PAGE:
At the same time, luxury watch, jewelry, and fashion stores in Central, anchored by the Landmark building, drive high-profile shoppers to the Island. David Martin, Head of Retail at Hong Kong Land, comments, "Whereas in 2005 there were two segments of shoppers, those for household goods and those for luxury goods, the market has changed since 2008. Sophisticated travelers that frequently visit Hong Kong have a larger total budget and do spend on more personal items, including fashion, as compared to accessories, watches, and jewellery.
At the same time, the size and number of stores have increased significantly, with multiple stories, providing a range of goods that previously was simply not available." This reflects on the size of the ever-increasing market but also mirrors trends observed in the type of outbound traveler: a savvy, top-end consumer.
Indexed per diem spending among overnight visitors reveals interesting trends for China and Ex-China source markets.
Ex-China travelers generally exhibit a mature spending pattern, with upticks in entertainment and other spending and decreases in tours, partially attributable to the opening of Hong Kong Disneyland. Per Diem spending for Chinese overnight visitors was more dynamic, showing strong increases in entertainment spending and decreases in tours and hotel bills.
Broken down into the various categories, the importance of shopping for China overnight visitors is evident, accounting for 74% of total spending, whereas Ex-China travelers spend a similar share on shopping and hotels combined.
Given the aggregate data set, the numbers mask different spending patterns between tour groups and FIT. High-end FIT visitors from China are likely to spend more on accommodation than Ex-China visitors, a trend that has led hotel owners to increase the suite ratio at their properties. Currently, the Renaissance Harbour View is adding suite inventory and our sources report that similar plans exist for the Grand Hyatt.HOW CAN HOTELS CAPTURE DEMAND FROM THIS GROWING MARKET?
It is evident that the Chinese outbound traveler creates new demand for many hotels in the region and beyond. Catering to the high-end segment can be lucrative for hoteliers, yet requires a property to communicate the right image to Chinese consumers.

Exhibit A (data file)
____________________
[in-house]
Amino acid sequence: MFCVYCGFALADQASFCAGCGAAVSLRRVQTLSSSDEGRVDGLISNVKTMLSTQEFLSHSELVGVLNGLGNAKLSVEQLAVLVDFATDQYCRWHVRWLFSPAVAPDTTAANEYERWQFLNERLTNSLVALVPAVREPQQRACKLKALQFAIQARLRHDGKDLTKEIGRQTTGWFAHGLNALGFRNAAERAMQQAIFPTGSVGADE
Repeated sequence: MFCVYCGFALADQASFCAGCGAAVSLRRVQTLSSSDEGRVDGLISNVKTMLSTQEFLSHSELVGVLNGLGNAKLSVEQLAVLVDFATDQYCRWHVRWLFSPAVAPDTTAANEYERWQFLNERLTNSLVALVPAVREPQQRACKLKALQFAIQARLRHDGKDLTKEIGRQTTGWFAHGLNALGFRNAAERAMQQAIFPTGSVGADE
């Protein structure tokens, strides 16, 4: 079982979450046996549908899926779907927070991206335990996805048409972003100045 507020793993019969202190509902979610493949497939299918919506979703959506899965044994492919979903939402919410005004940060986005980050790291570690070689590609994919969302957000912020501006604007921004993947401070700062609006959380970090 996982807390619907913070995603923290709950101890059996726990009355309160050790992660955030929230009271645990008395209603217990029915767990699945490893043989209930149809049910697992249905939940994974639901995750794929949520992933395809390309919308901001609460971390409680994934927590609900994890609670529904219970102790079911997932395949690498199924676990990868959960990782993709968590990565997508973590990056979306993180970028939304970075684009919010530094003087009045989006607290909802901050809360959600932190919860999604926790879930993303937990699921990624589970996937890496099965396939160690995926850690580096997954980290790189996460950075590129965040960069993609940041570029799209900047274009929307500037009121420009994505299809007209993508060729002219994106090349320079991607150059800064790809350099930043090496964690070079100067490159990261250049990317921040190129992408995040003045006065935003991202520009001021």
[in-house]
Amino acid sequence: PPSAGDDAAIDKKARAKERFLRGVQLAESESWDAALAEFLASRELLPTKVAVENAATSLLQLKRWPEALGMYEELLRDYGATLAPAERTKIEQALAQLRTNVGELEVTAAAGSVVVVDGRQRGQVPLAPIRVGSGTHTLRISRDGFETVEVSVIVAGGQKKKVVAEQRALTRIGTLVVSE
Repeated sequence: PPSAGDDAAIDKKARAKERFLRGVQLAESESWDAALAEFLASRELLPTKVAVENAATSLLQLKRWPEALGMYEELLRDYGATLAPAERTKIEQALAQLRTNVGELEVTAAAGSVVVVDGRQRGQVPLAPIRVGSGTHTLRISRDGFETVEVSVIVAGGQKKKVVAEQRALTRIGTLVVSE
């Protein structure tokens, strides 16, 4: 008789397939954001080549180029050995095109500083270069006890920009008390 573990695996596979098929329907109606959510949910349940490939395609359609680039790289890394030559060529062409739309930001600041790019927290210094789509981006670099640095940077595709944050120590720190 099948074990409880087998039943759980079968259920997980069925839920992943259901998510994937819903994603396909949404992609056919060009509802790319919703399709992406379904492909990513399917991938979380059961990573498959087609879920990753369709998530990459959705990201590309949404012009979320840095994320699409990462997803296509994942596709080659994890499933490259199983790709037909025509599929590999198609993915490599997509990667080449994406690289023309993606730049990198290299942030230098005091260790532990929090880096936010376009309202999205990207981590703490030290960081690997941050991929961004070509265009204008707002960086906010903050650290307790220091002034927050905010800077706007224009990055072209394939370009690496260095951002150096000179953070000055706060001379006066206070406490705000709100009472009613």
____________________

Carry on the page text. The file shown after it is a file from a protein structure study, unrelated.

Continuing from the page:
Beyond websites in Mandarin, hotels need to follow through and have Mandarin-speaking team members in the front of house. Bridle suggests, "A warm welcome from a Mandarin speaking associate and ideally an introduction to the General Manager, or other senior manager, will certainly give face and recognition", which high-end travelers, especially of an older generation, are very conscious about.
Furthermore, upmarket hotels in China are generally of recent construction and in good condition with impressive lobbies. Bridle continues, "While the excessive room sizes are difficult to match for hotels abroad, a functional, quality room product with impeccable infrastructure can offset room size disadvantages."
And don't forget that proximity to luxury, branded shopping – even within the hotel – is definitely a plus, both in capturing guests and possibly generating rental income.Notes
: Data series with an (*) include 2010 HVS estimates. For data series with (**) no data was available for 2010 at the time of this article.
All information published in this article has been collected from the respective tourism bureaus, ministries, organizations and administrations or is based on HVS research.About the Author
Daniel J Voellm, Managing Director, HVS Hong Kong, joined HVS's New York office as a Consulting and Valuation Analyst in 2005. Prior to joining HVS, he gained operational experience in various restaurants and hotels in Europe and the U.S. He moved to HVS Singapore in early 2008 and then on to take charge of the Hong Kong office by mid-year. Dan has provided advice in major markets, including China, South Korea, Hong Kong SAR, Maldives, Taiwan, Thailand, Vietnam, Cambodia, Singapore, and Indonesia. While based in New York, he conducted a wide range of appraisals, market studies, and underwriting due diligence services in 22 states as well as Canada. Dan holds a Bachelor of Science (Hons) degree in International Hospitality Management from Ecole hôtelière de Lausanne in Switzerland.
For further information, Mr. Voellm can be contacted at:HVS Consulting & Valuation – Hong Kong